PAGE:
NewsDesk  @infectiousdiseasenews

Chicago health officials report an increase in Primary and Secondary (P&S) syphilis cases in the city.


Data for 2020 indicate that there were 919 reported P&S syphilis cases in the City of Chicago, which represents a 13 percent increase from the same period of 2019. Data for 2021 is unavailable at this time, as it is incomplete.

The Chicago Department of Public Health (CDPH) is alerting the community of an outbreak of syphilis it is investigating among older heterosexual men in the Far South Side Roseland community area.

Between September 9 and November 4, 2021, five confirmed cases of (P&S) syphilis cases were diagnosed among African American males residing in the Roseland community area. All reported having oral sex with females who engage in sex work. Over the past three years the median age of individuals diagnosed with P&S Syphilis in the Zip Code areas that comprise Roseland has gone up from 28 in 2019 to 34 in 2020-2021.

In response to this outbreak, CDPH is issuing an alert to medical providers serving the Roseland area that urges routine screening of sexually active clients and encourages open dialogue about transmission, signs and symptoms of the Primary &Secondary (P&S) syphilis. CDPH is asking healthcare providers to identify and report all Primary and Secondary syphilis cases to the Chicago Department of Public Health immediately via Chicago Health Information Management System (CHIMS).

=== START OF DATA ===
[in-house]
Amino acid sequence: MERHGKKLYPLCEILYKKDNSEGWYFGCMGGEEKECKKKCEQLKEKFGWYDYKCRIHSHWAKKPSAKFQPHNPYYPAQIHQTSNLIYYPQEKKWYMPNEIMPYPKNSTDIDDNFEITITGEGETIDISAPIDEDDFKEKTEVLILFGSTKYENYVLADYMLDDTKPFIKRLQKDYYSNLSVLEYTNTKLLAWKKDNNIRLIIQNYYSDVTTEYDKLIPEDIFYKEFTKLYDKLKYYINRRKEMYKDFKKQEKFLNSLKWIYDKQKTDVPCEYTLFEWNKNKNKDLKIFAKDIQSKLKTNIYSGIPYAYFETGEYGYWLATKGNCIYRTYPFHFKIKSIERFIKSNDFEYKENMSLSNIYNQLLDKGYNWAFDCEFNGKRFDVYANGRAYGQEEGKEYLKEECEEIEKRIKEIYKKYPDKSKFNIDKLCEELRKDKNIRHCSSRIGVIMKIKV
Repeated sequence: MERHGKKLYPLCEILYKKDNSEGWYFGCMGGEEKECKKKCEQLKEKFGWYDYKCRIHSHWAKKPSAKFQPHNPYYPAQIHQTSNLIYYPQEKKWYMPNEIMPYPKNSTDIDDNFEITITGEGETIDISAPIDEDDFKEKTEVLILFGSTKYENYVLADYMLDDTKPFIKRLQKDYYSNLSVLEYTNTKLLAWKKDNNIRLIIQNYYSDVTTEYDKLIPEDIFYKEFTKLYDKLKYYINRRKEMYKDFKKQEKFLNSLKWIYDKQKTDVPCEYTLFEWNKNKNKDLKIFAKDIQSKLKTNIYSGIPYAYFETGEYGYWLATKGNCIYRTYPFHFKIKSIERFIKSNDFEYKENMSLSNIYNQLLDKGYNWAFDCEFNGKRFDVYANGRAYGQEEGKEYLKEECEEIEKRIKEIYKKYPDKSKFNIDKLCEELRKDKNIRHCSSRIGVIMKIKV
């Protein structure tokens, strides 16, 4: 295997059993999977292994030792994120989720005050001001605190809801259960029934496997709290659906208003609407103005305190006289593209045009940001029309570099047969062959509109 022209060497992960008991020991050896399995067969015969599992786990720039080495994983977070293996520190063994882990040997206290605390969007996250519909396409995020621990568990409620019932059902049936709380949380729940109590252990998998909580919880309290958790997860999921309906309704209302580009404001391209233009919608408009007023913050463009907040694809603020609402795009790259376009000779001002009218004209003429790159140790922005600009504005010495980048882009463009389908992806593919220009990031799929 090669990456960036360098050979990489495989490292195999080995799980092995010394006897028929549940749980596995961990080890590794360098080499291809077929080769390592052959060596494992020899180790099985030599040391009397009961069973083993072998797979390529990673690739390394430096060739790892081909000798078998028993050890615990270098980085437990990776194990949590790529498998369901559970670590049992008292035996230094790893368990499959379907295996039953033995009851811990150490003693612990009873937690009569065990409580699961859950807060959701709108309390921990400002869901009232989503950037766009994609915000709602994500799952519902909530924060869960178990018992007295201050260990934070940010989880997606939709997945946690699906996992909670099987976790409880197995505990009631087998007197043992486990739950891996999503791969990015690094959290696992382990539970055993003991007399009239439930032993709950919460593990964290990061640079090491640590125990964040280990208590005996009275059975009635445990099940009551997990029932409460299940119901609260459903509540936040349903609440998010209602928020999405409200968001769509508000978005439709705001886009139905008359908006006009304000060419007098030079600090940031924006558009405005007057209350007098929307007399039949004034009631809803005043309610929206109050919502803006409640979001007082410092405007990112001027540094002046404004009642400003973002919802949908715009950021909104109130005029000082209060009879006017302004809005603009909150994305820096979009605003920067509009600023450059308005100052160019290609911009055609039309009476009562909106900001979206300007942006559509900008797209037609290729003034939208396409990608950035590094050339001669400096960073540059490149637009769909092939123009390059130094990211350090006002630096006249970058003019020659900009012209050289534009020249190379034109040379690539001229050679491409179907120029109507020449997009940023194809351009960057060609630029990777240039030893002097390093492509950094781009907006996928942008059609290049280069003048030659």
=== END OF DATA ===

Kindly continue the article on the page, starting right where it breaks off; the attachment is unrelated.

CDPH is also engaging in a public information and awareness campaign, urging anyone who believes they’ve been exposed to syphilis or notices symptoms, to get tested for it.

Syphilis is passed during vaginal, anal, or oral sex. The infection starts with a single painless lesion that develops within three or four weeks at the site of entry into the body, and often goes unnoticed. Even without treatment, the lesion will spontaneously heal, but left untreated, syphilis progresses to a non-itchy rash on the trunk of the body, palms of the hands or soles of the feet. Other traits of this stage include fever, headaches, muscle aches, sore throat, and fatigue. Syphilis is called The Great Imitator, as its symptoms can be confused with other conditions or get overlooked completely.

Without proper treatment, syphilis can progress to the latent stages and may cause serious health consequences, including neurological damage, blindness, dementia, permanent damage to other vital organs, and death. For pregnant women, syphilis can cause permanent harm or death to a fetus. Syphilis also makes it easier to acquire or transmit HIV.

Syphilis can be cured with penicillin.